Throughout the online writing community, among the many forums and networking groups, there will always be someone, most likely just starting out, who asks a question along the lines of:
“How do I go about accomplishing THIS?”
The variations on this are endless (as are the number of possible answers, but that’s another subject for another time).
A lot of the time, the question stems from a simple lack of knowledge; they just don’t know. Most likely, it’s about a subject which the more seasoned of us have an answer, probably having lived through it ourselves. Hoping to pass on the benefit of your experience, you provide an answer.
Is it what they were expecting to hear? Maybe. Maybe not. But you are giving them THE TRUTH.
With any luck, the question-asker is grateful and appreciative. A win for both sides. They learn something, and you fulfill the mentor role. Even if you just told them “For God’s sake, DON’T DO THAT!!”
And sometimes they don’t like the answer, possibly even getting angry and resenting you for telling them what is, in essence, THE WAY THINGS ARE. How dare you shatter their illusion in which they can do no wrong? They probably don’t realize how petty and thin-skinned they’re acting; two traits which will doom their potential writing career before it even gets started. Hey, at least you tried to help.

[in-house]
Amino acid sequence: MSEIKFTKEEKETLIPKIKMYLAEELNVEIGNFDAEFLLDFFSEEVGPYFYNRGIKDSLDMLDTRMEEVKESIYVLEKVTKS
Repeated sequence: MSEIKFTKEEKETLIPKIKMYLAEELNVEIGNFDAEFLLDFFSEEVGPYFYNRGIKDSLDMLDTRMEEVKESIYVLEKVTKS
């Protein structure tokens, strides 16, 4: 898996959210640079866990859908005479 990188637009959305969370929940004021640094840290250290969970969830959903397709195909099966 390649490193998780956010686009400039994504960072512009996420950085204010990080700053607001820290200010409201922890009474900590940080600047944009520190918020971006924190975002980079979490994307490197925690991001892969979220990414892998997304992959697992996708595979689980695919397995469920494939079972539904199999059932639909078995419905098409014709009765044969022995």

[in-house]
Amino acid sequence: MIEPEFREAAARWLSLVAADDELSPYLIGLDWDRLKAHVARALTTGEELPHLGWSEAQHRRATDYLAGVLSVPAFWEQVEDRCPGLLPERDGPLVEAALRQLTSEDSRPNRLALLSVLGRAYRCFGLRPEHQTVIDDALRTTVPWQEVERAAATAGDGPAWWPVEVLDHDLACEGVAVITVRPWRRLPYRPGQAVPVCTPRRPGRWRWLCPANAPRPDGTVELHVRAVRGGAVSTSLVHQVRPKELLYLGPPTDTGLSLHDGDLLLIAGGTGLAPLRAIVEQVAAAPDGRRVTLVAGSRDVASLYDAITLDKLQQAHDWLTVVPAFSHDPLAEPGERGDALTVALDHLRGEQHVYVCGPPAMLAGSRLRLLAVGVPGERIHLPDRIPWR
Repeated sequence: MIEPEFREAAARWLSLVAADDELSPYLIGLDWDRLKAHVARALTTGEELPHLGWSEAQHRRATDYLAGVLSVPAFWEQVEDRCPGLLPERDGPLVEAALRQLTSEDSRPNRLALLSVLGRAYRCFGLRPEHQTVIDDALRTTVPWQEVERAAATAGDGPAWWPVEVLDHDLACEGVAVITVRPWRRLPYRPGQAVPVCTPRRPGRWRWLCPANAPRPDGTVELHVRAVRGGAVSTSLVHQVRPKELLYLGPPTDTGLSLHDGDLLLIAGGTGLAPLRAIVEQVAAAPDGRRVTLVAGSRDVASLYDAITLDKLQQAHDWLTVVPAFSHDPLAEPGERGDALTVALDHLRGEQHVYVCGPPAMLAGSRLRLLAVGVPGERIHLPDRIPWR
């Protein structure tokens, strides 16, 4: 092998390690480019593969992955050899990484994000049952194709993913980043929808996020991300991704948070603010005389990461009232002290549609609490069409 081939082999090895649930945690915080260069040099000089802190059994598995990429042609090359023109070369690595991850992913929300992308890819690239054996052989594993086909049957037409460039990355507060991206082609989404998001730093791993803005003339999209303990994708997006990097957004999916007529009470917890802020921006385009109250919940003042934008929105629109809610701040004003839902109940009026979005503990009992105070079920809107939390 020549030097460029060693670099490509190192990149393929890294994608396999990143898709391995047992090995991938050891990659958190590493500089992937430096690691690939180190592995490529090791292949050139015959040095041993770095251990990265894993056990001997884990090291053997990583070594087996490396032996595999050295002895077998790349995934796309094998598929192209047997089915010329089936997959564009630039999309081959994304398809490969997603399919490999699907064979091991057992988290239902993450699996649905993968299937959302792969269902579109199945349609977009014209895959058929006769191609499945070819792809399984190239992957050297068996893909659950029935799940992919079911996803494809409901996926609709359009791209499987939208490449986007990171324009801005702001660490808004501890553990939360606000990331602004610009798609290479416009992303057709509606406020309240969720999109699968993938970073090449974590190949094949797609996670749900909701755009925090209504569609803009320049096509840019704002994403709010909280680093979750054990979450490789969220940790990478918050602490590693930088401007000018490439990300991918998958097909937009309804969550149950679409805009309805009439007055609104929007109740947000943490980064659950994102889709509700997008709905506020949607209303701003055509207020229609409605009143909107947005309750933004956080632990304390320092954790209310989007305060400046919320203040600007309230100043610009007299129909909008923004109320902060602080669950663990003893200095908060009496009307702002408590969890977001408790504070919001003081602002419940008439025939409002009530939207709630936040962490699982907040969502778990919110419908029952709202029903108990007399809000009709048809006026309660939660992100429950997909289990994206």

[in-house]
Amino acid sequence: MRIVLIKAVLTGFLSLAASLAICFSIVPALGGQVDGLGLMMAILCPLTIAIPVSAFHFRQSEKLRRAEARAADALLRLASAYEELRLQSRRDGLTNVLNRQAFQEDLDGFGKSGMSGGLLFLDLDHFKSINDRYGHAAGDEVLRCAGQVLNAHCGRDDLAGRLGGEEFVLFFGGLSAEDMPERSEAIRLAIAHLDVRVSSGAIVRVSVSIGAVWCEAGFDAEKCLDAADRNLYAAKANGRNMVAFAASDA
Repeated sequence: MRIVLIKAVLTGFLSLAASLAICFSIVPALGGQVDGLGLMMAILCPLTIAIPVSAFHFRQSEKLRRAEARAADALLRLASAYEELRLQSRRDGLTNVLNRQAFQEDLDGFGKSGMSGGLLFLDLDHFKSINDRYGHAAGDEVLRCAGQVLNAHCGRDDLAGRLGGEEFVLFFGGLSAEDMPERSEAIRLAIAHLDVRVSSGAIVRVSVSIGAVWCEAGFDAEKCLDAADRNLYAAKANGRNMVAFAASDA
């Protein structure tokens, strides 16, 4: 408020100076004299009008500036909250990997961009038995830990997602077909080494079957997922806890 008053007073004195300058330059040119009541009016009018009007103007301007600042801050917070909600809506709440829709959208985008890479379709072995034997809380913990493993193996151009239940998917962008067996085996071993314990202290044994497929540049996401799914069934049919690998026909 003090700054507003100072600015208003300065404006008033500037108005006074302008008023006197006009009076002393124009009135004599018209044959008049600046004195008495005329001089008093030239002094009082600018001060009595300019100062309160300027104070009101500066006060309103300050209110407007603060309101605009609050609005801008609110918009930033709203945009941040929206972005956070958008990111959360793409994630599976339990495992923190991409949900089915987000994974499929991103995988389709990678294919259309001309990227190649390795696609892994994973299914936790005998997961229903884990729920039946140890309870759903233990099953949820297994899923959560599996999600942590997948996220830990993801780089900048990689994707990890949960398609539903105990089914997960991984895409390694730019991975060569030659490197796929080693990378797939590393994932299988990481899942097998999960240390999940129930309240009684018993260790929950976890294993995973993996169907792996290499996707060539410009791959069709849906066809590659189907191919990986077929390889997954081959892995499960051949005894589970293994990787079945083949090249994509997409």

(Side note – this process is a two-way street. If somebody asks you a question straight out of the first day of Screenwriting 101, don’t insult or belittle them for asking it. You were in that exact same situation once too. Plus, it makes you come across as a total dick.)
If you’re among those just starting out, remember that nobody’s first script is at 100 percent. Mistakes will be made. Don’t be afraid of making them. It’s the only way you’re going to learn.
If you’re among those who’ve been down this road many times, be willing to take on the role of patient educator and help when you can.
Even though writing is for the most part a solitary activity, we’re still part of this community, and all in this together.
2 thoughts on “Do you know what you don’t know?”
I try to help where I can, but sometimes it’s to direct someone to a helpful course I took. That’s especially true when they ask a laundry load of questions it would take a course, a book, or extensive amount of time to answer. It’s like they’re really saying, I don’t want to do the work or pay the price you did to learn. I just want you to tell me everything you know.
I get those as well. Imagine their reaction when your answer is basically “This is the difficult, challenging work you MUST do in order to get the answer you seek.”